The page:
The Anesthesia Professional’s Role in Opioid Stewardship

Adam C. Adler, MD; Arvind Chandrakantan, MD, MBA

Prescription opioids have played a considerable role in the national opioid epidemic. Specifically, examination of perioperative opioid prescribing suggests a fair degree of both indiscretion and overprescribing. Preoperative use of opioids has been associated with increased perioperative morbidity and mortality as well as a risk for postoperative abuse. Additionally, opioids remaining following surgery are at risk for accidental ingestion or abuse in children and adults respectively. Anesthesia professionals have a unique opportunity to screen patients at risk for abuse or misuse as well as educate patients on safe opioid storage and disposal.


AnesthesiologistHealth care professional-prescribed opioids have played a significant role in the growing opioid epidemic. In 2017, more than 70,000 drug-related deaths occurred in the United States with over 47,000 a result of opioids.1 Opioid-related deaths have surpassed deaths related to breast cancer, gun violence, and automotive accidents (Table 1). According to the National Institutes of Health, the yearly estimated cost of the opioid epidemic exceeds $78.5 billion including the costs of health care, lost productivity, addiction treatment, and criminal justice-related expenses.1

Table 1: Comparison of Death Rates Amongst Common Causes in the United States

Cause of Death (year) Death per reported year Deaths per day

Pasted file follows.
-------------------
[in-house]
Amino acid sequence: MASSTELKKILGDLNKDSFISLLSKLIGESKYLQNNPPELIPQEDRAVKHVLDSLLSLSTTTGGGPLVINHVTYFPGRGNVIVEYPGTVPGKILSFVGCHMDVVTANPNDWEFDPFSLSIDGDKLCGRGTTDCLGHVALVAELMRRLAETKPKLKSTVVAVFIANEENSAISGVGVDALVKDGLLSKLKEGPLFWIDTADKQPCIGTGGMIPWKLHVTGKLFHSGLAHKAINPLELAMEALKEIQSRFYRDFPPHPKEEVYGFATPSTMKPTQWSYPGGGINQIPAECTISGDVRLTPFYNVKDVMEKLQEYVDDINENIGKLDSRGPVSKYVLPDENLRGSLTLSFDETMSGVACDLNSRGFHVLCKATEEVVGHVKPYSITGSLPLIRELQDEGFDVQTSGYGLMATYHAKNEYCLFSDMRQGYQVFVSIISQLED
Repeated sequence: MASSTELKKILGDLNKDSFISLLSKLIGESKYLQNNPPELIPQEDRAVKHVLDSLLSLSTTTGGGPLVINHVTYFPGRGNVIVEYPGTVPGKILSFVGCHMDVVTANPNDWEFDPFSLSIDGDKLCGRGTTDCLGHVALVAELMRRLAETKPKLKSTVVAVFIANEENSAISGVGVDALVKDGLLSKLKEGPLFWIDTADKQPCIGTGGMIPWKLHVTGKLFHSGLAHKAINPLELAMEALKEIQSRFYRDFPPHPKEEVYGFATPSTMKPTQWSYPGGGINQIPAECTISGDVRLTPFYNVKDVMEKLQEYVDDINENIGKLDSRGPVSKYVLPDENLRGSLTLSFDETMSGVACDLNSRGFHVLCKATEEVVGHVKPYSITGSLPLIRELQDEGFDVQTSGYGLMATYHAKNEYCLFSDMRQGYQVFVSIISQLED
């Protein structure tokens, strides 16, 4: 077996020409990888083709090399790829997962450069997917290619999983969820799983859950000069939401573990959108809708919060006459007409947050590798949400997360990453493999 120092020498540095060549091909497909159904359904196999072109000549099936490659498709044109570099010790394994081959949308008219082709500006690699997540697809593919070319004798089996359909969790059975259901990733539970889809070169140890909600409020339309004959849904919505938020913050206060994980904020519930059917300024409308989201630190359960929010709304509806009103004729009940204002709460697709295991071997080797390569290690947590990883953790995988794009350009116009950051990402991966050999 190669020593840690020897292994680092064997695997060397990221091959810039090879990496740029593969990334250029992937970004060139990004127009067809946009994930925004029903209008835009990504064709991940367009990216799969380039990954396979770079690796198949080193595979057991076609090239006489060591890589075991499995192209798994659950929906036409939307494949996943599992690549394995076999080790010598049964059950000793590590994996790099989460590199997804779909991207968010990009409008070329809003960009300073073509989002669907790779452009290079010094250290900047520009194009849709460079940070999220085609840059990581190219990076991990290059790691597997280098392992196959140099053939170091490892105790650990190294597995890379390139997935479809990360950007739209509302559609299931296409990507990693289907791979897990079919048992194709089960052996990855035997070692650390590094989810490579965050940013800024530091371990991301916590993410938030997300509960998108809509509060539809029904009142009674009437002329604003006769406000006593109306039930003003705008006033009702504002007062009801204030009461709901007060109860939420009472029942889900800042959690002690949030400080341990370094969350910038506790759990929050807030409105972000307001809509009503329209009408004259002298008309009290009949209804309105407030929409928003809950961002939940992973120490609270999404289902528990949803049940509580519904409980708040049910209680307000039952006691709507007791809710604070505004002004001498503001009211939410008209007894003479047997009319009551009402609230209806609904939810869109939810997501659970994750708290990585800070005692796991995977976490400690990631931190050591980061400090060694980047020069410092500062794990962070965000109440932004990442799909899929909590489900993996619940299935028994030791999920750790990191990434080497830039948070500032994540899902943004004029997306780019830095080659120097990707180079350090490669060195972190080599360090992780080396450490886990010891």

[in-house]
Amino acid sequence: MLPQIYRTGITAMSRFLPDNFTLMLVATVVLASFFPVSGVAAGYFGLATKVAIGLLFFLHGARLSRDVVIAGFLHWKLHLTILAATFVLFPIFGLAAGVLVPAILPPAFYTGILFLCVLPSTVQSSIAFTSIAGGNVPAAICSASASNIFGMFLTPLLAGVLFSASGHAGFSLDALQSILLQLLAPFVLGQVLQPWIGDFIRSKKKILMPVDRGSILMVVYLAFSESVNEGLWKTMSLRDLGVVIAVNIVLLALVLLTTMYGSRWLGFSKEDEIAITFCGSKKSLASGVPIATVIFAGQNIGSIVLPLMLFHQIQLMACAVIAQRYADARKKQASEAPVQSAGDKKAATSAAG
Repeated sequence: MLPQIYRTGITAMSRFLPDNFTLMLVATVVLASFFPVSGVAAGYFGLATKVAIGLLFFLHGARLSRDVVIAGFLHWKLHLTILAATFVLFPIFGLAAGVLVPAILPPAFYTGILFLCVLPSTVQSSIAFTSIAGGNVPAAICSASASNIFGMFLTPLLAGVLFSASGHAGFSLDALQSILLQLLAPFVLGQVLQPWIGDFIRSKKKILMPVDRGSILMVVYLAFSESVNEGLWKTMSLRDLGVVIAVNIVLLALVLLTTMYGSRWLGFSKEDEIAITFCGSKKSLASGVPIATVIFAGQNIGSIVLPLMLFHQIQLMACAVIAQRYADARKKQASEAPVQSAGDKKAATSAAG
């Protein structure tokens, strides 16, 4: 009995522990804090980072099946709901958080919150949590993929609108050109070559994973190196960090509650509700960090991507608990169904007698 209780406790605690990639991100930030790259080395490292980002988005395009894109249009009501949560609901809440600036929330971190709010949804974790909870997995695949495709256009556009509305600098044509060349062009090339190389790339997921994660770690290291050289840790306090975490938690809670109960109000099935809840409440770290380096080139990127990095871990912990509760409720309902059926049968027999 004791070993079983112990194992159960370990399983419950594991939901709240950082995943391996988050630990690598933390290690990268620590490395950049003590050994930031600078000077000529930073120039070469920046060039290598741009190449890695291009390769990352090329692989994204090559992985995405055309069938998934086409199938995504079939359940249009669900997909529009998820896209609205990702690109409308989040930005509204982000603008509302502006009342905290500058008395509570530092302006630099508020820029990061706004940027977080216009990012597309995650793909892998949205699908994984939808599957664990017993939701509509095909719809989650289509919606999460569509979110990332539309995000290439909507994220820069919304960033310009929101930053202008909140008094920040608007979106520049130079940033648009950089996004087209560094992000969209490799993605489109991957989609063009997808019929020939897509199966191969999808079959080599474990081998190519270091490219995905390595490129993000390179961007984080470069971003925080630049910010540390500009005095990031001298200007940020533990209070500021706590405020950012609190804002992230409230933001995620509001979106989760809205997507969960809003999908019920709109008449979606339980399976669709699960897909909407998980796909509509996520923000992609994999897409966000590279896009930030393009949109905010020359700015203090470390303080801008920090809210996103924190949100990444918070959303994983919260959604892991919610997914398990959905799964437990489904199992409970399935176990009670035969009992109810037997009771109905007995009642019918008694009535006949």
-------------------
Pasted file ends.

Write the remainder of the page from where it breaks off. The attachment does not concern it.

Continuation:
Opioids (2017) 47,6001 130
Breast Cancer (2016) 41,487* 113
Firearms (2017) 39,773† 109
Automotive Accidents (2018) 36,560‡ 100

*CDC data 2016:

A significant driver of the opioid addiction issues relates to medically prescribed opioids. Specifically, examination of perioperative opioid prescribing suggests a fair degree of both indiscretion and overprescribing. One study suggests that as many as 80% of opioid-naïve adult patients filled a prescription for opioids following low-postoperative-pain-risk surgical procedures (e.g., carpal tunnel release, laparoscopic cholecystectomy, inguinal hernia repair, or knee arthroscopy).2 Additionally, between 2004–2008, the mean number of doses prescribed increased following these low-risk procedures.2 A study of 88,637 opioid-naïve adolescents and young adults ages 13–21 years undergoing surgery revealed that 4.8% continued to fill prescriptions for opioids 90 days following low-risk surgery.3

Health care Professionals and the Unintended Consequences of Opioid Prescriptions

Opioids prescribed by health care professionals have resulted in a significant number of opioid-related toxicity cases in children.4 From 2000–2015, there were 188,468 cases of opioid-related exposures reported to the National Poison Data System in persons < 20 years of age.4 Children most at risk were those between ages 0–5 years and adolescents ages 12–17 years with small children at risk of accidental exposures and adolescents at risk of deliberate ingestion.4 Pediatric opioid related exposures have resulted in > 3600 pediatric critical care unit admissions between 2004–2015.5

Unused opioids following surgery endanger adult and pediatric patients by allowing for nontherapeutic use as well as accidental ingestion. A meta-analysis of studies reviewing postsurgical opioid prescriptions suggested that 42–71% of opioid tablets went unused.6 The vast majority of these unused opioids are often stored in the home unsecured and serve as a source for abuse and misuse.6